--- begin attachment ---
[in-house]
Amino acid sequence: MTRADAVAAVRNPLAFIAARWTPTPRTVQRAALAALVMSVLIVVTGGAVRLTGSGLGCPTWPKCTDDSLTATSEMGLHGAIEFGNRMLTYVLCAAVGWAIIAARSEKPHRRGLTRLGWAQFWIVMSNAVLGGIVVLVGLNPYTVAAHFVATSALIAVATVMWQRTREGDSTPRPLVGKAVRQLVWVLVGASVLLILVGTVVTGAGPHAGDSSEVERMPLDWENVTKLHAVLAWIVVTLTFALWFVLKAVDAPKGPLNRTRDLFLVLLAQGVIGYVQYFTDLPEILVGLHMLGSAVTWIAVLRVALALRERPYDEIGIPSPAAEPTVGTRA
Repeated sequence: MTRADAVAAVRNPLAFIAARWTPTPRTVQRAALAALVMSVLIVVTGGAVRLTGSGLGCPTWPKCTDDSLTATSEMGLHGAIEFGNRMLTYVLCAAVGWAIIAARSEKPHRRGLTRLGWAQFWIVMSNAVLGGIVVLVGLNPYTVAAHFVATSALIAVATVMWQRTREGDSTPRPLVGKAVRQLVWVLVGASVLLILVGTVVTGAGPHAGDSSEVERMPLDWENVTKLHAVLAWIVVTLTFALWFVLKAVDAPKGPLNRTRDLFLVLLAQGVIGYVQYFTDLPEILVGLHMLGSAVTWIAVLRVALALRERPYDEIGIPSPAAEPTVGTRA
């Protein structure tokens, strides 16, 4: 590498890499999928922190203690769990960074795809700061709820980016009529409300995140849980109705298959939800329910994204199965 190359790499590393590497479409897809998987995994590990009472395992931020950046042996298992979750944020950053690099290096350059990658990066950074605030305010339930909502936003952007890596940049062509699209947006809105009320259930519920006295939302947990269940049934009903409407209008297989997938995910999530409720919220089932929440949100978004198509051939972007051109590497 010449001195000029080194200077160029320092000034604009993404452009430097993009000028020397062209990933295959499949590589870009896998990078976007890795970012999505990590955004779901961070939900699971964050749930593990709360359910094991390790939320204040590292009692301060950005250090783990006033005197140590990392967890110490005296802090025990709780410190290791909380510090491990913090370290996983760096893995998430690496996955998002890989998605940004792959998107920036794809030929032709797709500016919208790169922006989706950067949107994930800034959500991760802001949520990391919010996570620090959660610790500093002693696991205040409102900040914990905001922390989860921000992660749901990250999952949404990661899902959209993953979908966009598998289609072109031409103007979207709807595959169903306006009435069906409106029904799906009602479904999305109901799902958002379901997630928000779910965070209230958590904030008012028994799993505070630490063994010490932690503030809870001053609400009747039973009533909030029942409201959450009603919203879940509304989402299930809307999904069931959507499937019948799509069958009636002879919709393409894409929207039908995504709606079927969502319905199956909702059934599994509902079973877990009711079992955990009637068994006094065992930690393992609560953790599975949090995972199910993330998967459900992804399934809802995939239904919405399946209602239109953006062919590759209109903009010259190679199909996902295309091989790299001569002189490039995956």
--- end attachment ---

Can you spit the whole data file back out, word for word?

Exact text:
[in-house]
Amino acid sequence: MTRADAVAAVRNPLAFIAARWTPTPRTVQRAALAALVMSVLIVVTGGAVRLTGSGLGCPTWPKCTDDSLTATSEMGLHGAIEFGNRMLTYVLCAAVGWAIIAARSEKPHRRGLTRLGWAQFWIVMSNAVLGGIVVLVGLNPYTVAAHFVATSALIAVATVMWQRTREGDSTPRPLVGKAVRQLVWVLVGASVLLILVGTVVTGAGPHAGDSSEVERMPLDWENVTKLHAVLAWIVVTLTFALWFVLKAVDAPKGPLNRTRDLFLVLLAQGVIGYVQYFTDLPEILVGLHMLGSAVTWIAVLRVALALRERPYDEIGIPSPAAEPTVGTRA
Repeated sequence: MTRADAVAAVRNPLAFIAARWTPTPRTVQRAALAALVMSVLIVVTGGAVRLTGSGLGCPTWPKCTDDSLTATSEMGLHGAIEFGNRMLTYVLCAAVGWAIIAARSEKPHRRGLTRLGWAQFWIVMSNAVLGGIVVLVGLNPYTVAAHFVATSALIAVATVMWQRTREGDSTPRPLVGKAVRQLVWVLVGASVLLILVGTVVTGAGPHAGDSSEVERMPLDWENVTKLHAVLAWIVVTLTFALWFVLKAVDAPKGPLNRTRDLFLVLLAQGVIGYVQYFTDLPEILVGLHMLGSAVTWIAVLRVALALRERPYDEIGIPSPAAEPTVGTRA
């Protein structure tokens, strides 16, 4: 590498890499999928922190203690769990960074795809700061709820980016009529409300995140849980109705298959939800329910994204199965 190359790499590393590497479409897809998987995994590990009472395992931020950046042996298992979750944020950053690099290096350059990658990066950074605030305010339930909502936003952007890596940049062509699209947006809105009320259930519920006295939302947990269940049934009903409407209008297989997938995910999530409720919220089932929440949100978004198509051939972007051109590497 010449001195000029080194200077160029320092000034604009993404452009430097993009000028020397062209990933295959499949590589870009896998990078976007890795970012999505990590955004779901961070939900699971964050749930593990709360359910094991390790939320204040590292009692301060950005250090783990006033005197140590990392967890110490005296802090025990709780410190290791909380510090491990913090370290996983760096893995998430690496996955998002890989998605940004792959998107920036794809030929032709797709500016919208790169922006989706950067949107994930800034959500991760802001949520990391919010996570620090959660610790500093002693696991205040409102900040914990905001922390989860921000992660749901990250999952949404990661899902959209993953979908966009598998289609072109031409103007979207709807595959169903306006009435069906409106029904799906009602479904999305109901799902958002379901997630928000779910965070209230958590904030008012028994799993505070630490063994010490932690503030809870001053609400009747039973009533909030029942409201959450009603919203879940509304989402299930809307999904069931959507499937019948799509069958009636002879919709393409894409929207039908995504709606079927969502319905199956909702059934599994509902079973877990009711079992955990009637068994006094065992930690393992609560953790599975949090995972199910993330998967459900992804399934809802995939239904919405399946209602239109953006062919590759209109903009010259190679199909996902295309091989790299001569002189490039995956």